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Junior dog handlers are looking for ‘Best in Show’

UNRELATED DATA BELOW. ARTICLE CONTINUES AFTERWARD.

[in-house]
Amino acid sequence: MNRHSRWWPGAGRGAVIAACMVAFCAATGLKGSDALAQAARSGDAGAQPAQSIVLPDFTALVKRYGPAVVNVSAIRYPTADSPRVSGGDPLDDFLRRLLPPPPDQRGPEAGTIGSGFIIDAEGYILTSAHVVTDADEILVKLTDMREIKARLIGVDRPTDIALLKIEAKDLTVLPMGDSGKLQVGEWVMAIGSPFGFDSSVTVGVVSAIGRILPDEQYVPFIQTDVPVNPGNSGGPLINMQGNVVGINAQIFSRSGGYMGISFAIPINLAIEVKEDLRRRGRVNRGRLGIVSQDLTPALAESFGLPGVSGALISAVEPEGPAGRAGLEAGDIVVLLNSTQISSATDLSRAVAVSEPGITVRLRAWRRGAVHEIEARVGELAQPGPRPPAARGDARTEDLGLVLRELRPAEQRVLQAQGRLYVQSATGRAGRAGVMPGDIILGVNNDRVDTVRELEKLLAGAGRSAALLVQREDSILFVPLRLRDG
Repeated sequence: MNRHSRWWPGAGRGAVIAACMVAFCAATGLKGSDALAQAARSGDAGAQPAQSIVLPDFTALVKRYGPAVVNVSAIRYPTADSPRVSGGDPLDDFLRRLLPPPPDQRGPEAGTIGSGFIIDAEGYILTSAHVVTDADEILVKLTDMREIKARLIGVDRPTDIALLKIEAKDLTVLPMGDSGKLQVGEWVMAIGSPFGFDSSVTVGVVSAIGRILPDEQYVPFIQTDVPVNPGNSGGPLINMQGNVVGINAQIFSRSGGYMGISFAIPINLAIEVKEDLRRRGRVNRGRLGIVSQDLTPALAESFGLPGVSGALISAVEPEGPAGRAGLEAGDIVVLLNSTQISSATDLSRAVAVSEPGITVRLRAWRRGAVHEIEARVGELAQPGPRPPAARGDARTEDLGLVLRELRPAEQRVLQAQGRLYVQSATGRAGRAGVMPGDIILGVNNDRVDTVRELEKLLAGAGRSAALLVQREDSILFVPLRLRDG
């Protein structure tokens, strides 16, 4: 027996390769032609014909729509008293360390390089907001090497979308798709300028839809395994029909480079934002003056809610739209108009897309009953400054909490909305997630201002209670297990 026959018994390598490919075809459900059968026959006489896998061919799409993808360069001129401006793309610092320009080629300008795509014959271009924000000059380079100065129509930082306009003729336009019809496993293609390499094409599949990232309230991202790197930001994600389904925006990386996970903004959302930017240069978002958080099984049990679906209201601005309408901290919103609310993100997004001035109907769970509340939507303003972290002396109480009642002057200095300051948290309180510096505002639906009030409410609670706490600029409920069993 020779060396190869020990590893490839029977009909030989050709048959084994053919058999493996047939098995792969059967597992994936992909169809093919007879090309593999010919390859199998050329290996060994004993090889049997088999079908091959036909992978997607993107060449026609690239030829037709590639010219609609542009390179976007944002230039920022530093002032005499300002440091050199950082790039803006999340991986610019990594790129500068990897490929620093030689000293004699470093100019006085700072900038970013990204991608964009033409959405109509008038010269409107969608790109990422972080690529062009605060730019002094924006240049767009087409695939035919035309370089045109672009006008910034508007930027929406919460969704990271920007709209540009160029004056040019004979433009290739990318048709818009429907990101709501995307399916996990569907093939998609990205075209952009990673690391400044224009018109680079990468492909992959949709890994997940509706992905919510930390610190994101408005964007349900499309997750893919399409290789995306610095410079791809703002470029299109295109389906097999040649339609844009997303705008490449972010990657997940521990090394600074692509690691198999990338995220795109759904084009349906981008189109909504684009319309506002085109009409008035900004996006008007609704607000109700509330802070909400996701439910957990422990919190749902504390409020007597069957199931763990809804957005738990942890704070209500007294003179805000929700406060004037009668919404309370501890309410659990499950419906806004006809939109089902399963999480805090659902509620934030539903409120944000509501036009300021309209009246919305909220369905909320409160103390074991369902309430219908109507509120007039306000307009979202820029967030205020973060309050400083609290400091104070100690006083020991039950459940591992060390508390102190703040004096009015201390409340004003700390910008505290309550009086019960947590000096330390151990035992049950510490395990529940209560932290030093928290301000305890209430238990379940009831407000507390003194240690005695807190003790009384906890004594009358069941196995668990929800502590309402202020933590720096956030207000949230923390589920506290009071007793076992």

LAKEVILLE — Amelia Smith, 11, and Eliza Lindsay, 10, have their eyes on a prize. This Saturday, Dec. 17, they will be in Orlando, Fla., competing in the AKC/Eukanuba National Championship. They are both junior dog handlers and along with their terriers they will be parading around the ring trying to impress the judges with their grasp of the art of showing dogs. To hear the girls speak on the subject, it seems they are well on their way.Both girls have spent their childhoods in the dog show world. Eliza’s mom owns a champion English springer spaniel and her grandparents bred and showed Dobermans. Amelia’s parents weren’t dog handlers but they too have been on the show circuit. The family currently has two championship Rhodesian ridgebacks.How does somebody learn how to show dogs? And what’s involved? Like so many things, making the exercise look effortless is half the battle. Growing up immersed in the dog show world has helped, but the girls have also taken classes and been mentored by professional handlers and breeders. And they’ve both done their research.Amelia, who lives on a farm in Millerton with her parents, started showing dogs 18 months ago, debuting with a pug and a smooth-coated collie. But she wanted a small dog of her own. “With our big dogs I couldn’t have a toy, so I looked at dog books and spoke with people and chose the Norwich terrier. They have a great temperament and he doesn’t dig. He’s just perfect,” she said of her dog, Diesel, who is 19 months old.Eliza, who lives in Lakeville and attends Salisbury Central School, co-owns Meili, a 3-year-old border terrier with two other people. Meili lives in North Canaan with one of the other co-owners, Tim Acker. Eliza regularly borrows him so they can attend training classes in Torrington.According to the girls, the secret to success in the show ring is for the dog to be happy and for the handler to have fun. “You have to keep the dog busy and happy,” Amelia explained. “If they shut down, you have a dead dog on the end of the leash. I’ve taught Diesel all kinds of little tricks like, bow, snap, paws.” The judge is looking at the dogs for “temperment, structure and expression.”The girls use squeaky toys and bait, such as liver treats, to keep their dogs interested.It is, they acknowledged, a lot to handle at times. The way they hold a leash, the extension of the arm, the position of the elbow, these are all things they have to be concerned with. To show the dogs to their advantage, they have to walk at the natural pace of the dog. When the dog is on the table being examined by the judge, the handler may have to hold the dog’s chin up and hold the tail out in extension, so that it’s conformation is at it’s best. The girls also keep a comb or brush handy to keep all stray hairs in place — something they were doing even as they were being interviewed for this story.Both Eliza and Amelia, who met on the show circuit, have dozens and dozens of shows behind them, but the championship in Orlando will be the farthest either girl has traveled. To qualify, they had to earn five first-place wins in open class with competition. In addition, according the American Kennel Club website, the junior handlers must have a grade-point average of at least 3.0 (and this must be verified by a school transcript). No slacking off for these girls.The championship is for dog handling, so it is actually the girls who are being judged, not their dogs. The junior handling class is for youngsters between the ages of 9 and 18; most of their competition in Florida this week will be older and more experienced, and Eliza and Amelia seem to have a good perspective.Asked what their goals for the upcoming event were, Amelia said, “It would be great to get to the finals of the competition, but mostly, I want to learn more, have fun and do the best I can.” Eliza agreed. “You always want to have fun, it’s the main thing in juniors and it’ll be great to just have the experience.”

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